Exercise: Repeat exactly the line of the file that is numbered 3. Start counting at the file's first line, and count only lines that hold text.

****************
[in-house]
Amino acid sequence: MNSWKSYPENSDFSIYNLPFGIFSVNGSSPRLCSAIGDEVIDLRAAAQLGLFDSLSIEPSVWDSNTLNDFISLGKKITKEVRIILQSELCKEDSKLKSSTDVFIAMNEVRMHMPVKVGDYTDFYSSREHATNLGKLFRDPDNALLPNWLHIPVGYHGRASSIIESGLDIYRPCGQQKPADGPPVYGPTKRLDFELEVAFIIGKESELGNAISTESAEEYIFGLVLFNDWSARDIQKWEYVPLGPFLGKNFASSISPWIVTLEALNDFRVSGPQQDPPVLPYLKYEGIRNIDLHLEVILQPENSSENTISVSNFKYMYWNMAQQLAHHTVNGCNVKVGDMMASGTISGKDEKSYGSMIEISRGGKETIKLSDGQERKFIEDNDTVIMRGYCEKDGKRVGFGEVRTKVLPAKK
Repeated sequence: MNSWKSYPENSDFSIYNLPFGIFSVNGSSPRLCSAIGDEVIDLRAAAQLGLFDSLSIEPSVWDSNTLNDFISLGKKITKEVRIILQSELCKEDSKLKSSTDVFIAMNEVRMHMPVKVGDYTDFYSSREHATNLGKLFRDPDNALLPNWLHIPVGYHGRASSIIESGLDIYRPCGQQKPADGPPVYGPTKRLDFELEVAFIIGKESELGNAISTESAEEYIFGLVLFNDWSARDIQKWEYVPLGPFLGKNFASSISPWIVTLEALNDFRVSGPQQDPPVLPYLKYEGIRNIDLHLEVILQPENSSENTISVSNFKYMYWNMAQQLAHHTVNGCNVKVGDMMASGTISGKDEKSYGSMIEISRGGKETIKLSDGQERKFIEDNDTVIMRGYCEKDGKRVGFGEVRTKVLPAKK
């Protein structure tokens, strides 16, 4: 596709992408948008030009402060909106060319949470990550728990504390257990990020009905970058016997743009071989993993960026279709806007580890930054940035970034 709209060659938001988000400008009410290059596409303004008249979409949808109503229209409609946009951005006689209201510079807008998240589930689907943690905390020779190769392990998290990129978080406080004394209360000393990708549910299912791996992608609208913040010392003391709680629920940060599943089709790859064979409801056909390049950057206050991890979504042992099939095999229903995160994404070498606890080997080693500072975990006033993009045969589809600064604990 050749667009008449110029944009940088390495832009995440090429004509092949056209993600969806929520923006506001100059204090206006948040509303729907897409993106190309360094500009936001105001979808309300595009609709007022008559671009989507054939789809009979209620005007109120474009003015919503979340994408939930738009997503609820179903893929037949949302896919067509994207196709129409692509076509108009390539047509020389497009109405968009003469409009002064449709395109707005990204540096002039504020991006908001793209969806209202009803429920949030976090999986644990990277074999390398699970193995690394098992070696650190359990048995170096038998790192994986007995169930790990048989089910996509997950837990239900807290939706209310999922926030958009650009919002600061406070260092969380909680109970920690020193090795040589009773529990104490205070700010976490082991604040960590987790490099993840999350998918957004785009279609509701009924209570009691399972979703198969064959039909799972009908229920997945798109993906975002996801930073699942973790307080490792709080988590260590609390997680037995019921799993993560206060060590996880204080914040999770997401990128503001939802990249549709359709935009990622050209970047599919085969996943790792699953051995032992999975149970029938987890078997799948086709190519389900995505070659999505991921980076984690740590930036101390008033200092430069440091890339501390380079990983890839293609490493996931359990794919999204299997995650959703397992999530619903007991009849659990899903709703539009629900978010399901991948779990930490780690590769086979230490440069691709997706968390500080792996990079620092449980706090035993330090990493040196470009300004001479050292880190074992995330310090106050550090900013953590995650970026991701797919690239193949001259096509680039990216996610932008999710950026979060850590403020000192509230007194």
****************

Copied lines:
Repeated sequence: MNSWKSYPENSDFSIYNLPFGIFSVNGSSPRLCSAIGDEVIDLRAAAQLGLFDSLSIEPSVWDSNTLNDFISLGKKITKEVRIILQSELCKEDSKLKSSTDVFIAMNEVRMHMPVKVGDYTDFYSSREHATNLGKLFRDPDNALLPNWLHIPVGYHGRASSIIESGLDIYRPCGQQKPADGPPVYGPTKRLDFELEVAFIIGKESELGNAISTESAEEYIFGLVLFNDWSARDIQKWEYVPLGPFLGKNFASSISPWIVTLEALNDFRVSGPQQDPPVLPYLKYEGIRNIDLHLEVILQPENSSENTISVSNFKYMYWNMAQQLAHHTVNGCNVKVGDMMASGTISGKDEKSYGSMIEISRGGKETIKLSDGQERKFIEDNDTVIMRGYCEKDGKRVGFGEVRTKVLPAKK